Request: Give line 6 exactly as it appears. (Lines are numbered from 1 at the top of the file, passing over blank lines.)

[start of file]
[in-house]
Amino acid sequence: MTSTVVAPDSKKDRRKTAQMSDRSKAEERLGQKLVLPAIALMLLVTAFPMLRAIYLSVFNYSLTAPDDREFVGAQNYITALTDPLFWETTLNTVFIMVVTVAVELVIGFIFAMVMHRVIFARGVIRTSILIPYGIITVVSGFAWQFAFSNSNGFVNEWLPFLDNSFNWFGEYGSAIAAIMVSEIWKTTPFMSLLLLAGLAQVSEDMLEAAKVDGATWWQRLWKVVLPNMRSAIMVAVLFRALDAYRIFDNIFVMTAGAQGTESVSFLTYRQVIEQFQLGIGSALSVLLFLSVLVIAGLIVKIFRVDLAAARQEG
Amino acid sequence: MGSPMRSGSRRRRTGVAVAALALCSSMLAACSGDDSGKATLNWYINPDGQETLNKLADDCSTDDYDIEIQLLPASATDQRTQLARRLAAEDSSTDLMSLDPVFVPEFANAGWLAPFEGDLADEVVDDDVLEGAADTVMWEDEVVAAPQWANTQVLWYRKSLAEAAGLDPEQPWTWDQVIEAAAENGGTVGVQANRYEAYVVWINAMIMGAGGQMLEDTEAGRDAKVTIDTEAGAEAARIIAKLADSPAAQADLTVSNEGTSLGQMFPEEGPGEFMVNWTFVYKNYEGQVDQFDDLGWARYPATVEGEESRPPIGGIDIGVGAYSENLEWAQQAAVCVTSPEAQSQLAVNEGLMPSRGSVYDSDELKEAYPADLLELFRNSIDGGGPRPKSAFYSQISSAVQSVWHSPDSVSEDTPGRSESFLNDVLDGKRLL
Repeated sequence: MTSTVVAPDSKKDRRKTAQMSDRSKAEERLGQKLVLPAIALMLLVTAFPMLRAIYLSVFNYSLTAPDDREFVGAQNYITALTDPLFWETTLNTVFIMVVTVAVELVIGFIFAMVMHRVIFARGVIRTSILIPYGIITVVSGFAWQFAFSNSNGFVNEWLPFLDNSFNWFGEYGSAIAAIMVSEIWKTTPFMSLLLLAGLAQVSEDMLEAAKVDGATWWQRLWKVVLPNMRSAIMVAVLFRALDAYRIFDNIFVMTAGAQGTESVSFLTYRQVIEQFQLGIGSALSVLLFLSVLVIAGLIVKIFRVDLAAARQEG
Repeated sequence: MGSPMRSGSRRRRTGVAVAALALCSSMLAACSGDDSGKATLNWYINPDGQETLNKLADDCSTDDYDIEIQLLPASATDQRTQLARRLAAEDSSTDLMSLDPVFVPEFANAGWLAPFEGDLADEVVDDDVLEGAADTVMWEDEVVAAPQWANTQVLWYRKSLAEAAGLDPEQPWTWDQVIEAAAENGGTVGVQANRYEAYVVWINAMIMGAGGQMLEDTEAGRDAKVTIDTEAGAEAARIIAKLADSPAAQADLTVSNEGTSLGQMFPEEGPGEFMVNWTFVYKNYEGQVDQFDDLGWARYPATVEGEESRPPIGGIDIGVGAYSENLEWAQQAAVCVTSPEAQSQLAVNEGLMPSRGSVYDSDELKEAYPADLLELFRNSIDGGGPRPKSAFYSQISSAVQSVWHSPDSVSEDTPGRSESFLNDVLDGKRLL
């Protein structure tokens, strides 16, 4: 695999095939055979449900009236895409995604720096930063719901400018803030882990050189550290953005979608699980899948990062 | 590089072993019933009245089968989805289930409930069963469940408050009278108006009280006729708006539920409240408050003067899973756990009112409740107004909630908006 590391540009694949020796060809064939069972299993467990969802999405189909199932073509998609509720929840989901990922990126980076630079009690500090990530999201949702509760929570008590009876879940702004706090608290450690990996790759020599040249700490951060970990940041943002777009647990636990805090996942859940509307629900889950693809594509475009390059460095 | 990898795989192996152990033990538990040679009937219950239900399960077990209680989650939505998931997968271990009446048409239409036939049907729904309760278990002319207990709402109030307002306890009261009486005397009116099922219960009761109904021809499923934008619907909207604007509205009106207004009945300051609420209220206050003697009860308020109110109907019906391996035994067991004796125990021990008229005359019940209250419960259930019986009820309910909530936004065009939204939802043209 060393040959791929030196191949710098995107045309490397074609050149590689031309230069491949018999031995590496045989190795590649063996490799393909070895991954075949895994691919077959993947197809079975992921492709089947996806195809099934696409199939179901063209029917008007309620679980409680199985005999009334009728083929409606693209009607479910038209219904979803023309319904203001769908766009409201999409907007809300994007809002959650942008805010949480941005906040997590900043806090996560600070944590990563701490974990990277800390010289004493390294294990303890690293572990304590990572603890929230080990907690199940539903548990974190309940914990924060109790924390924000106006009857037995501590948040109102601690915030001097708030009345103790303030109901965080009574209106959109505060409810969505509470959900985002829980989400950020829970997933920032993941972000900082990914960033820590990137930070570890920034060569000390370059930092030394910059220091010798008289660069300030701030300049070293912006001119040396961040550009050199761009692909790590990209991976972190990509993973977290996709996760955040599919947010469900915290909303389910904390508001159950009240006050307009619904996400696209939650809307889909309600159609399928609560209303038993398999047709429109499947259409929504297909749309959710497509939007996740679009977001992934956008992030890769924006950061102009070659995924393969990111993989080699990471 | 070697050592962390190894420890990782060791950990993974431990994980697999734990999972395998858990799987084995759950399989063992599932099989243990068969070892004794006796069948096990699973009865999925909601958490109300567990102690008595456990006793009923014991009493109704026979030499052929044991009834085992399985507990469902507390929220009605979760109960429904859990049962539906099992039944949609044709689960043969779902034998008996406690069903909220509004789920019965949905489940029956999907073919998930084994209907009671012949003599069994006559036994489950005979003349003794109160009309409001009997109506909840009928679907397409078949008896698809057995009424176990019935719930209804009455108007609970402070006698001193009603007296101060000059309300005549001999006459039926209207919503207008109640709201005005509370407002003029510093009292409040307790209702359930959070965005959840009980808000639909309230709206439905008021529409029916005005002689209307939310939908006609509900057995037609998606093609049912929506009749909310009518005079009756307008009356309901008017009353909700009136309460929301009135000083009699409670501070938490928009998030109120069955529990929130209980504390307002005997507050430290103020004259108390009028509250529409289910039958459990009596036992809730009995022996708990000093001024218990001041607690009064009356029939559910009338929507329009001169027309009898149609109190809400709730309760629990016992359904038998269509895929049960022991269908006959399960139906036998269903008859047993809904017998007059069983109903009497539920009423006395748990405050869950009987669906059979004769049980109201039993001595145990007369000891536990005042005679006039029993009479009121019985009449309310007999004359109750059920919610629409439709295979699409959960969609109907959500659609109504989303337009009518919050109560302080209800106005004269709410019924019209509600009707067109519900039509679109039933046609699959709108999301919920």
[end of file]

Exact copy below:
């Protein structure tokens, strides 16, 4: 695999095939055979449900009236895409995604720096930063719901400018803030882990050189550290953005979608699980899948990062 | 590089072993019933009245089968989805289930409930069963469940408050009278108006009280006729708006539920409240408050003067899973756990009112409740107004909630908006 590391540009694949020796060809064939069972299993467990969802999405189909199932073509998609509720929840989901990922990126980076630079009690500090990530999201949702509760929570008590009876879940702004706090608290450690990996790759020599040249700490951060970990940041943002777009647990636990805090996942859940509307629900889950693809594509475009390059460095 | 990898795989192996152990033990538990040679009937219950239900399960077990209680989650939505998931997968271990009446048409239409036939049907729904309760278990002319207990709402109030307002306890009261009486005397009116099922219960009761109904021809499923934008619907909207604007509205009106207004009945300051609420209220206050003697009860308020109110109907019906391996035994067991004796125990021990008229005359019940209250419960259930019986009820309910909530936004065009939204939802043209 060393040959791929030196191949710098995107045309490397074609050149590689031309230069491949018999031995590496045989190795590649063996490799393909070895991954075949895994691919077959993947197809079975992921492709089947996806195809099934696409199939179901063209029917008007309620679980409680199985005999009334009728083929409606693209009607479910038209219904979803023309319904203001769908766009409201999409907007809300994007809002959650942008805010949480941005906040997590900043806090996560600070944590990563701490974990990277800390010289004493390294294990303890690293572990304590990572603890929230080990907690199940539903548990974190309940914990924060109790924390924000106006009857037995501590948040109102601690915030001097708030009345103790303030109901965080009574209106959109505060409810969505509470959900985002829980989400950020829970997933920032993941972000900082990914960033820590990137930070570890920034060569000390370059930092030394910059220091010798008289660069300030701030300049070293912006001119040396961040550009050199761009692909790590990209991976972190990509993973977290996709996760955040599919947010469900915290909303389910904390508001159950009240006050307009619904996400696209939650809307889909309600159609399928609560209303038993398999047709429109499947259409929504297909749309959710497509939007996740679009977001992934956008992030890769924006950061102009070659995924393969990111993989080699990471 | 070697050592962390190894420890990782060791950990993974431990994980697999734990999972395998858990799987084995759950399989063992599932099989243990068969070892004794006796069948096990699973009865999925909601958490109300567990102690008595456990006793009923014991009493109704026979030499052929044991009834085992399985507990469902507390929220009605979760109960429904859990049962539906099992039944949609044709689960043969779902034998008996406690069903909220509004789920019965949905489940029956999907073919998930084994209907009671012949003599069994006559036994489950005979003349003794109160009309409001009997109506909840009928679907397409078949008896698809057995009424176990019935719930209804009455108007609970402070006698001193009603007296101060000059309300005549001999006459039926209207919503207008109640709201005005509370407002003029510093009292409040307790209702359930959070965005959840009980808000639909309230709206439905008021529409029916005005002689209307939310939908006609509900057995037609998606093609049912929506009749909310009518005079009756307008009356309901008017009353909700009136309460929301009135000083009699409670501070938490928009998030109120069955529990929130209980504390307002005997507050430290103020004259108390009028509250529409289910039958459990009596036992809730009995022996708990000093001024218990001041607690009064009356029939559910009338929507329009001169027309009898149609109190809400709730309760629990016992359904038998269509895929049960022991269908006959399960139906036998269903008859047993809904017998007059069983109903009497539920009423006395748990405050869950009987669906059979004769049980109201039993001595145990007369000891536990005042005679006039029993009479009121019985009449309310007999004359109750059920919610629409439709295979699409959960969609109907959500659609109504989303337009009518919050109560302080209800106005004269709410019924019209509600009707067109519900039509679109039933046609699959709108999301919920």